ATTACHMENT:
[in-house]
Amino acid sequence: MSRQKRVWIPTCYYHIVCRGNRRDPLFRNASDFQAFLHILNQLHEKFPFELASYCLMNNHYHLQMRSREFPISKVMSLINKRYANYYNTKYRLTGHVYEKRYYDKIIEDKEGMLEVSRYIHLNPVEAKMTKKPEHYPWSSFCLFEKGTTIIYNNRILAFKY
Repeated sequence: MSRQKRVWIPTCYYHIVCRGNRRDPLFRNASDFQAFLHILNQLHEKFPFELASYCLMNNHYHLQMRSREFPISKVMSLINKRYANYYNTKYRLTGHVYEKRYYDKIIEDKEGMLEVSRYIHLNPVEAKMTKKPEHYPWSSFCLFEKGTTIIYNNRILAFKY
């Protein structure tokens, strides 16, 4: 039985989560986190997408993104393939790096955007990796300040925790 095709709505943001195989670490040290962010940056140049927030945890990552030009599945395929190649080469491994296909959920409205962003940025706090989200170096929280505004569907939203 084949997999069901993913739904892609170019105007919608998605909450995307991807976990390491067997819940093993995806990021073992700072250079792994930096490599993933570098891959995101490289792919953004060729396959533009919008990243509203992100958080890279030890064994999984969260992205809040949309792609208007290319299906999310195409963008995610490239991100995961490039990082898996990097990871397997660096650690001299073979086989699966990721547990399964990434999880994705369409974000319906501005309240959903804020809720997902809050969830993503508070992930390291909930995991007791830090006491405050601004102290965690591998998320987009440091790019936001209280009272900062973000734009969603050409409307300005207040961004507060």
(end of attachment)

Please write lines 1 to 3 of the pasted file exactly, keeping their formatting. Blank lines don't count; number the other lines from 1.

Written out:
[in-house]
Amino acid sequence: MSRQKRVWIPTCYYHIVCRGNRRDPLFRNASDFQAFLHILNQLHEKFPFELASYCLMNNHYHLQMRSREFPISKVMSLINKRYANYYNTKYRLTGHVYEKRYYDKIIEDKEGMLEVSRYIHLNPVEAKMTKKPEHYPWSSFCLFEKGTTIIYNNRILAFKY
Repeated sequence: MSRQKRVWIPTCYYHIVCRGNRRDPLFRNASDFQAFLHILNQLHEKFPFELASYCLMNNHYHLQMRSREFPISKVMSLINKRYANYYNTKYRLTGHVYEKRYYDKIIEDKEGMLEVSRYIHLNPVEAKMTKKPEHYPWSSFCLFEKGTTIIYNNRILAFKY